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Indian ipepac is a slender, hairy or glabrous branching climber, producing stems up to 1.5 metres tall from a short rhizome that is 3 - 4mm thick. The plant is used locally as a source of fibre and medicines. It belongs to Asclepiadaceae.
- 1 Uses
- 2 Parts Used
- 3 Chemical Composition
- 4 Common names
- 5 Properties
- 6 Habit
- 7 Identification
- 8 List of Ayurvedic medicine in which the herb is used
- 9 Where to get the saplings
- 10 Mode of Propagation
- 11 How to plant/cultivate
- 12 Commonly seen growing in areas
- 13 Photo Gallery
- 14 References
- 15 External Links
It contains the non-alkaloidal compounds isolated from Tylophora indica are kaempferol, quercetin, α- and β- amyrins, tetratriacontanol, octaosanyl octacosanoate, sigmasterol.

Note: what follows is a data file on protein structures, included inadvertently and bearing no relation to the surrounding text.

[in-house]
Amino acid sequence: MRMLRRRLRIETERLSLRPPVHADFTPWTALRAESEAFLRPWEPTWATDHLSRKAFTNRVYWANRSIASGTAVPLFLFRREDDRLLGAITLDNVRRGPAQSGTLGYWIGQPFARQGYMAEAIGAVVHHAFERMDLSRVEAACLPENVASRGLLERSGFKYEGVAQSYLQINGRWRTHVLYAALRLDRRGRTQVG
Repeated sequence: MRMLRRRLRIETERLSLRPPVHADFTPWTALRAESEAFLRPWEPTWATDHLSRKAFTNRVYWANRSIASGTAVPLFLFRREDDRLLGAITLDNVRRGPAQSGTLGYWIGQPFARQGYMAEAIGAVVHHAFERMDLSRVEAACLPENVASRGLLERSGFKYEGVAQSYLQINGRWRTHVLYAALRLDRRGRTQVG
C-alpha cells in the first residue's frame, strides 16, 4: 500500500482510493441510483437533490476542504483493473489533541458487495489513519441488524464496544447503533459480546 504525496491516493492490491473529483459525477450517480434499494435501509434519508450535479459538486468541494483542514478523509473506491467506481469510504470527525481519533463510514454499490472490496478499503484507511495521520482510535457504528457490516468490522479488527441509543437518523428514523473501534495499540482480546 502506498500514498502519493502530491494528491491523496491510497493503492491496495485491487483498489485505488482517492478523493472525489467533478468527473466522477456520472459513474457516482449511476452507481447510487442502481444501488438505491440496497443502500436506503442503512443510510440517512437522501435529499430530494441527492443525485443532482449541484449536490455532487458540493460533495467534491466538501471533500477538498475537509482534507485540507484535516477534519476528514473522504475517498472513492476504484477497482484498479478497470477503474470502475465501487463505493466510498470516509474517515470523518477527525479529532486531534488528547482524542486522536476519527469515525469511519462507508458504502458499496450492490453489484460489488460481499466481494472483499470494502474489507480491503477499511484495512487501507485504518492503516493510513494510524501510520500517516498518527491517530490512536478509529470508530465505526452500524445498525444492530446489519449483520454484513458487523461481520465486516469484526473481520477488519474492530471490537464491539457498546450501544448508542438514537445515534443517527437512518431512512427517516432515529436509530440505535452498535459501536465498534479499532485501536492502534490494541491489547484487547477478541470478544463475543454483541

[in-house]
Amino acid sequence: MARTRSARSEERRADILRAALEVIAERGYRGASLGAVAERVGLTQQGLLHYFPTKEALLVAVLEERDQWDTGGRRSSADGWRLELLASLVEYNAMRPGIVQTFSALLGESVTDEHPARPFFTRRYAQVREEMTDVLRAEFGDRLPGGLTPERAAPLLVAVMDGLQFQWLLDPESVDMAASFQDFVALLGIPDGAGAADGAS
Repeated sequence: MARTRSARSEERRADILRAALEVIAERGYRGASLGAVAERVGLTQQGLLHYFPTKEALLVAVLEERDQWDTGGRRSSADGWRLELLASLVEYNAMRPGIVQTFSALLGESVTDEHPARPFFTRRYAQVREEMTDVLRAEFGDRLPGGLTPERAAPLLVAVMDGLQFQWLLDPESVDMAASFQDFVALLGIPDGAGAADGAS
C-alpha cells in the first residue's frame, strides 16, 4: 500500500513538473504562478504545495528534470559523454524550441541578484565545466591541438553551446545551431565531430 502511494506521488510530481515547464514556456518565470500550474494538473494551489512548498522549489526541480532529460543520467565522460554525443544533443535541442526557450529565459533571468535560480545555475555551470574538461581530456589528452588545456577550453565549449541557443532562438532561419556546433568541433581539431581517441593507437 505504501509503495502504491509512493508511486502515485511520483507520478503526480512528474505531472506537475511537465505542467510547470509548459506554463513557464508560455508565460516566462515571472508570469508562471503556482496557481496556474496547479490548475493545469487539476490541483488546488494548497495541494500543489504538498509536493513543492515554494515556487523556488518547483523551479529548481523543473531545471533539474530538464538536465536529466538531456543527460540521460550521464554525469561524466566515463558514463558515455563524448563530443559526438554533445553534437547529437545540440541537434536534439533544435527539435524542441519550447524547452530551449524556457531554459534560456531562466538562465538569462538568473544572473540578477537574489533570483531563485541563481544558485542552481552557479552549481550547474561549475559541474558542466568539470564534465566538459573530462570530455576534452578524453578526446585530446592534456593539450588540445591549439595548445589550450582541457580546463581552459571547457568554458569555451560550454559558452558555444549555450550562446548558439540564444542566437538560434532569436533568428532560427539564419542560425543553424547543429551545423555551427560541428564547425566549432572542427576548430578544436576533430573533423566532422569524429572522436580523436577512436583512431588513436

|Kannada||ಅಡುಮುಟ್ಟದಗಿಡ Adumuttadagida, ಅಂತಮೂಲ Antamula,|
|Hindi||Antamul, Jangli pikvan|
|Telugu||Kakkupala, Meka meyyani aaku|
|Marathi||Khadaki rasna, Pitamari|
|English||Indian ipecac, Indian ipecacuanha|
Reference: Dravya - Substance, Rasa - Taste, Guna - Qualities, Veerya - Potency, Vipaka - Post-digesion effect, Karma - Pharmacological activity, Prabhava - Therepeutics.
|Ovate-Oblong to elliptic oblong||Heart shaped at base||Velvety Beneath when young|
|Type||Size||Color and composition||Stamen||More information|
|Oblong||Greenish-Yellow||Flowering season is June-February|
|Ovoid||Lanceshaped||Follicle||Fruiting season is June-February|
List of Ayurvedic medicine in which the herb is used
Where to get the saplings
Mode of Propagation
How to plant/cultivate
A plant of mainly lowland elevations in the tropics, though it can be found at elevations up to 900 metres.